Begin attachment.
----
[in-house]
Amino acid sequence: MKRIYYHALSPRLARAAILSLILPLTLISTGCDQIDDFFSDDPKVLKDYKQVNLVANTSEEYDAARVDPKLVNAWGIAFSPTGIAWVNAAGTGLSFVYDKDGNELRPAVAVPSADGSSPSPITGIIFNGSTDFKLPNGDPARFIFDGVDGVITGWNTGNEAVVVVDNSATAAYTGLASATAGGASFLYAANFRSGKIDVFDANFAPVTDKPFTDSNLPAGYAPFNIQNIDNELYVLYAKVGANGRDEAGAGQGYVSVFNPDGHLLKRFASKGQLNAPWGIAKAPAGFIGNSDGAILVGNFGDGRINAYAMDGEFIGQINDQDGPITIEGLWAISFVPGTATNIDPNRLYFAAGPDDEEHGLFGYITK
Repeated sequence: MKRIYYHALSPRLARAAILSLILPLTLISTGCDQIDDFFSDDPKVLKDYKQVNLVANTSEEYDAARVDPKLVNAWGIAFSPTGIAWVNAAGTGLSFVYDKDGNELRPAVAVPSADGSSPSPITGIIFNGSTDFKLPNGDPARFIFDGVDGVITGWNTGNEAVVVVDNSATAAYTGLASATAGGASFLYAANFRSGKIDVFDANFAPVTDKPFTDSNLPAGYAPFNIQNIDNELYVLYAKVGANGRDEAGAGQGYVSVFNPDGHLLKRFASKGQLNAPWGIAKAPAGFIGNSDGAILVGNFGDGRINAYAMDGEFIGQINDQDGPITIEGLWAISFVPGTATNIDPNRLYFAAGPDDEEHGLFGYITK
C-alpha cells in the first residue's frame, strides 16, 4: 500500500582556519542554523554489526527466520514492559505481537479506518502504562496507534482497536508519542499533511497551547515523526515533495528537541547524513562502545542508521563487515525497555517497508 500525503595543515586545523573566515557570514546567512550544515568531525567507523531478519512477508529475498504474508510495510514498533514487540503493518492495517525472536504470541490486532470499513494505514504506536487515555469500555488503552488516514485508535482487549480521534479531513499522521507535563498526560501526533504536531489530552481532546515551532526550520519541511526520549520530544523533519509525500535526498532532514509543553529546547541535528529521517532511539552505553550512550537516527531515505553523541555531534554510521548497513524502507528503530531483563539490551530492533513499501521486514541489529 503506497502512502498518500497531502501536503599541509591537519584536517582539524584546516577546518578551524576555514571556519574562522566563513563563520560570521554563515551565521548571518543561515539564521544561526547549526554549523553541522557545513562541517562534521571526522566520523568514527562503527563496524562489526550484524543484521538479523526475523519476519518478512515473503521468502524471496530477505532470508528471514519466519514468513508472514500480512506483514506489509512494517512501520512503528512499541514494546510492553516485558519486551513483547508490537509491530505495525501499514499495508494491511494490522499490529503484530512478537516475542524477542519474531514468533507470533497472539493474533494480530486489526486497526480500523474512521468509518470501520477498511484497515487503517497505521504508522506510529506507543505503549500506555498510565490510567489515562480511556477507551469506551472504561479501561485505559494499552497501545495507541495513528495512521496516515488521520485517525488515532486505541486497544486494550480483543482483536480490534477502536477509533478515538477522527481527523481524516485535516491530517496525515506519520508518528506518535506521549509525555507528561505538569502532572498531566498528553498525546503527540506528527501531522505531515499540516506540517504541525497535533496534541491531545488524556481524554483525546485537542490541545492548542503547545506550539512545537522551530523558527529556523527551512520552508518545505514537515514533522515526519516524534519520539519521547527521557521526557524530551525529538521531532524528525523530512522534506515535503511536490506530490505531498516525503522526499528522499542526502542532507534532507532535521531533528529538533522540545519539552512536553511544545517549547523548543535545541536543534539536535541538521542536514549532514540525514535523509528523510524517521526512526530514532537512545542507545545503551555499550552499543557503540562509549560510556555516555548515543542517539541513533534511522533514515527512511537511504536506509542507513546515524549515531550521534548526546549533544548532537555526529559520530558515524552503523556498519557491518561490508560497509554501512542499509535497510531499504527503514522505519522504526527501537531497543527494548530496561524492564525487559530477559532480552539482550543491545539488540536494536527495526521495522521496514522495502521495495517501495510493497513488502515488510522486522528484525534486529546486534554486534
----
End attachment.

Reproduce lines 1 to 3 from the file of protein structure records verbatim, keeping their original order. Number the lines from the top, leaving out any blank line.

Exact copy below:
[in-house]
Amino acid sequence: MKRIYYHALSPRLARAAILSLILPLTLISTGCDQIDDFFSDDPKVLKDYKQVNLVANTSEEYDAARVDPKLVNAWGIAFSPTGIAWVNAAGTGLSFVYDKDGNELRPAVAVPSADGSSPSPITGIIFNGSTDFKLPNGDPARFIFDGVDGVITGWNTGNEAVVVVDNSATAAYTGLASATAGGASFLYAANFRSGKIDVFDANFAPVTDKPFTDSNLPAGYAPFNIQNIDNELYVLYAKVGANGRDEAGAGQGYVSVFNPDGHLLKRFASKGQLNAPWGIAKAPAGFIGNSDGAILVGNFGDGRINAYAMDGEFIGQINDQDGPITIEGLWAISFVPGTATNIDPNRLYFAAGPDDEEHGLFGYITK
Repeated sequence: MKRIYYHALSPRLARAAILSLILPLTLISTGCDQIDDFFSDDPKVLKDYKQVNLVANTSEEYDAARVDPKLVNAWGIAFSPTGIAWVNAAGTGLSFVYDKDGNELRPAVAVPSADGSSPSPITGIIFNGSTDFKLPNGDPARFIFDGVDGVITGWNTGNEAVVVVDNSATAAYTGLASATAGGASFLYAANFRSGKIDVFDANFAPVTDKPFTDSNLPAGYAPFNIQNIDNELYVLYAKVGANGRDEAGAGQGYVSVFNPDGHLLKRFASKGQLNAPWGIAKAPAGFIGNSDGAILVGNFGDGRINAYAMDGEFIGQINDQDGPITIEGLWAISFVPGTATNIDPNRLYFAAGPDDEEHGLFGYITK